Food is never a neutral topic, no matter the culture!

  4. I didn’t know that French expression—it will come in handy!

    My neighbor (in the States) used to put spinach in her brownies to make her young son eat vegetables.

    That’s annoying to be told the same thing over and over again. Good thing you’re a natural at doing your own thing and not giving in to pressure.

    • This is a great phrase… I used it a lot in France!

      I’ve heard of parents “hidding” veggies in dishes. Not sure it works… I mean, don’t they lose all the nutrient anyway during the baking process? Eating a carrot cake isn’t exactly the same as eating carrots, right?!

  5. I had a chuckle about this because I have a bit of a reverse situation. I grew up eating flavorless seedless grapes, apples all year long, overly sweet oranges, and bananas. The standard fare of US grocery stores where the same 10 fruits and vegetables are available 365 days of the year, just the country of origin changes. When I arrived in France I discovered that you can only buy fresh strawberries for a short period, same thing for peaches, plumbs, kiwis and any other kind of fruit. My in-laws are big on fruit and only buy what’s in season, so I discovered how great in season fruit can be (plus fresh litchis, which I never would have bought before). Except that relatively soon into our relationship, my future husband make a joke at the end of the meal when I was offered fruit and told his parents “Oh she doesn’t like fruit. I’ll take her part.” He could eat bushels of raspberries so it must have been a day his mom bought raspberries and he was trying to get more than his fair share. Long story short, 10 years later my in-laws are STILL convinced I don’t like fruit, despite the fact we’ve said my husband was joking and also that I regularly eat fruit in front of them. My MIL will say “Would you like some fruit? Oh wait, I’m sorry, I forgot you don’t like fruit.” And I have to say again “No I do like fruit.” My husband and I chuckle about it now and I’ve kind of gotten used to repeating that I do eat fruit at each meal.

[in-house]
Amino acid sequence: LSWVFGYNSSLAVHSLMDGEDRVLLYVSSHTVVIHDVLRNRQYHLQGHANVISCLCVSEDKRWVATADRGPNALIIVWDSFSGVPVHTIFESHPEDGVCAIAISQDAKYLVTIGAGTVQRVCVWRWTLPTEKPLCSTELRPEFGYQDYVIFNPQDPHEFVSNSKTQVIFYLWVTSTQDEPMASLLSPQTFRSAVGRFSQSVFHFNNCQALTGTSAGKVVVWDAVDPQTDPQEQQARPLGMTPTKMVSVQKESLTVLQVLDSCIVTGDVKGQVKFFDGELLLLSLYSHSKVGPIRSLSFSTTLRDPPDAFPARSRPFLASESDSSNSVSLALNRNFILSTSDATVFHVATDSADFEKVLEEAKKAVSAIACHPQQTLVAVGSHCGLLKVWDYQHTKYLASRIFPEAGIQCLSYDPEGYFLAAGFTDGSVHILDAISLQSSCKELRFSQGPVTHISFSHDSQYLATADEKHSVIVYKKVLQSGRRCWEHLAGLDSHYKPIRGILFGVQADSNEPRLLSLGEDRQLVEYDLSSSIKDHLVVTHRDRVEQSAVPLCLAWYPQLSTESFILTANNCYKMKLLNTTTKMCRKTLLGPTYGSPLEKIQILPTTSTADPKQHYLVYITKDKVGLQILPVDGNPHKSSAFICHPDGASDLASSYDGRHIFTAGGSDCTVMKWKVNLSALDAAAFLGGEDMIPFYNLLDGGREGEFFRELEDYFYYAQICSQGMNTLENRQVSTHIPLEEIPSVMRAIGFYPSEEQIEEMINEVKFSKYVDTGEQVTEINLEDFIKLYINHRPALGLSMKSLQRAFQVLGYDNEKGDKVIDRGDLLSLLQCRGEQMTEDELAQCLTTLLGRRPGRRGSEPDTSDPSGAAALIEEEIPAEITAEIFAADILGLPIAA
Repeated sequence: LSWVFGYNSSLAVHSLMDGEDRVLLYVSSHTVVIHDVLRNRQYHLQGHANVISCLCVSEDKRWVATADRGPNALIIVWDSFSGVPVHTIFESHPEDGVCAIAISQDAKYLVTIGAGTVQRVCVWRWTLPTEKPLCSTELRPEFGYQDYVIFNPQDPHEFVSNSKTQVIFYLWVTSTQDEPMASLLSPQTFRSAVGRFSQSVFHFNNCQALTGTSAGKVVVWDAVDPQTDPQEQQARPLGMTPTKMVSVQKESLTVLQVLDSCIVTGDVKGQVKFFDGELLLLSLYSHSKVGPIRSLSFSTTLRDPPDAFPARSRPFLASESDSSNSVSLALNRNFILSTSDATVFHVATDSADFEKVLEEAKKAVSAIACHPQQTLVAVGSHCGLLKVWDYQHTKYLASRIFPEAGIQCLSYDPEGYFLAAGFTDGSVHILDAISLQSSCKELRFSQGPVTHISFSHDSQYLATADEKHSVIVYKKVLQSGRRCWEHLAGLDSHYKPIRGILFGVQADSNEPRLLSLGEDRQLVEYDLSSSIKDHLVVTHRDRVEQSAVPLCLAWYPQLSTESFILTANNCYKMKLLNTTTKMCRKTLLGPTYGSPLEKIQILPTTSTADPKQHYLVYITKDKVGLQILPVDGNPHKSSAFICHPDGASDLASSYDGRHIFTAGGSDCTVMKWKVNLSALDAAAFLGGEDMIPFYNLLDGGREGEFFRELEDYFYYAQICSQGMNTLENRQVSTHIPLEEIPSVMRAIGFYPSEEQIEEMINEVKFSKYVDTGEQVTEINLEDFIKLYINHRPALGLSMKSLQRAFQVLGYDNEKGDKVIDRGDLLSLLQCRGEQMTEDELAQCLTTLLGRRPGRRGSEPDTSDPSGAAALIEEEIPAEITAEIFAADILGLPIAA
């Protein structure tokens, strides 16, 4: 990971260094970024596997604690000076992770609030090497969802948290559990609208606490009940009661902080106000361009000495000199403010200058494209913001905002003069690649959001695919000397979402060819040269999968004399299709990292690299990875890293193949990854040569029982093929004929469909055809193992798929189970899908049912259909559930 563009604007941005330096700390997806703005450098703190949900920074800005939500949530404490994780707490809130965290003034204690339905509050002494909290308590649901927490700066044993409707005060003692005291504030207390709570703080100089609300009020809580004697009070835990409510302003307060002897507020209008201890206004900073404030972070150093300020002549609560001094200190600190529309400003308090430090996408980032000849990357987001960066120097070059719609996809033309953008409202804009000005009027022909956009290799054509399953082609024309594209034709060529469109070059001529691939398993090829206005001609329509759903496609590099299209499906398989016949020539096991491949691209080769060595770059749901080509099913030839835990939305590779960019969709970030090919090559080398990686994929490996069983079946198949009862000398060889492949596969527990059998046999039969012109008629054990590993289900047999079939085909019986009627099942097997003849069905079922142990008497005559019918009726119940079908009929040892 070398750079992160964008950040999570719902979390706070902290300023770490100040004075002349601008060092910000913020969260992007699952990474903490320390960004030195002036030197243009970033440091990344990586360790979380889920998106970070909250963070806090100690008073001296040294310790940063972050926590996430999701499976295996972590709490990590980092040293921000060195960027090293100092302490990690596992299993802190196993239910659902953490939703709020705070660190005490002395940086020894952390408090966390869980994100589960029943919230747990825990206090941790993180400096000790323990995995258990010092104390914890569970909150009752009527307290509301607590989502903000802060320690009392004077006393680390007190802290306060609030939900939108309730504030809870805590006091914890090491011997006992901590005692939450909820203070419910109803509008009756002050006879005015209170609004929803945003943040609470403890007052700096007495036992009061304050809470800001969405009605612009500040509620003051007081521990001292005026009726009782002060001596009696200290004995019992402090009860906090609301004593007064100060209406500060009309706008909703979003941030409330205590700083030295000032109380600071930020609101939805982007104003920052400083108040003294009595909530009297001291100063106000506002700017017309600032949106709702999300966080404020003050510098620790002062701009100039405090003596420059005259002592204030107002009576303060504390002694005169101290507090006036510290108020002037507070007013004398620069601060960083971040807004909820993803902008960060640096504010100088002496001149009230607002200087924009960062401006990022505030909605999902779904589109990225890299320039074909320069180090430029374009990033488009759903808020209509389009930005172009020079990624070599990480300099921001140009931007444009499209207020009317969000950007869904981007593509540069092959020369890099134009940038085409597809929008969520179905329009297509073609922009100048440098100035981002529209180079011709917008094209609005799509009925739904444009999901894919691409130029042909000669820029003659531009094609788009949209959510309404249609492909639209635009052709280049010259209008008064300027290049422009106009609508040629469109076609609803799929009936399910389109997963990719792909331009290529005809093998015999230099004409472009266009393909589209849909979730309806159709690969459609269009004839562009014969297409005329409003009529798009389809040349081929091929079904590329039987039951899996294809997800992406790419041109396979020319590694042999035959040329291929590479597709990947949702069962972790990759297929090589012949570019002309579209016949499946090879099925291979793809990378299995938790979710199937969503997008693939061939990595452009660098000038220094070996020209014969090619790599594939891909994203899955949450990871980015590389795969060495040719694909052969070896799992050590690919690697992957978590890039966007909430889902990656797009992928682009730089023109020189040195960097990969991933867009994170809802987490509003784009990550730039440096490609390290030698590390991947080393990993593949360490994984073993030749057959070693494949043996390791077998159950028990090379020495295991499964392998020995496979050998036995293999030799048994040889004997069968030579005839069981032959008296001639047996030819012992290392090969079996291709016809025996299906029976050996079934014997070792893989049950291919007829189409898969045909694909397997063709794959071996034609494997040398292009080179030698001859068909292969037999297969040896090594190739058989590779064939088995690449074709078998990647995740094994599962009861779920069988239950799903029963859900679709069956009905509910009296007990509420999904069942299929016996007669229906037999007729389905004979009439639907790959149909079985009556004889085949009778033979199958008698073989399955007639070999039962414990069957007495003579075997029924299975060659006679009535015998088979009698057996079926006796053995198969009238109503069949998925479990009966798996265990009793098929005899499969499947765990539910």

6. Well, I have always hated cheese and for the first 16 years of my life I could not eat something gratiné or even pizza. I have grown to tolerate some and maybe enjoy it a little (soupe à l’oignon) but I am still unable to eat cheese by itself or things like yogurt. My family back in Canada never annoyed me into eating dairy yet now in France my in-laws or friends always insist that I try some at the table. It’s really annoying!

    • I can understand how annoying it must be. I guess French are so into dairy products that they really want you to enjoy them as well. Yet, annoying!

  7. How can someone not like fruit ???!!! 😉
    Pour la petite histoire je n’ai jamais bu une seule goutte de café de ma vie, mais mon père continue matin, midi et 16 heures à me servir une tasse de café noir à chacun de mes séjours…….. j’échangerai bien les fruits de ta belle-mère contre les cafés de mon père 😉 Keep calm and breaze………………………. !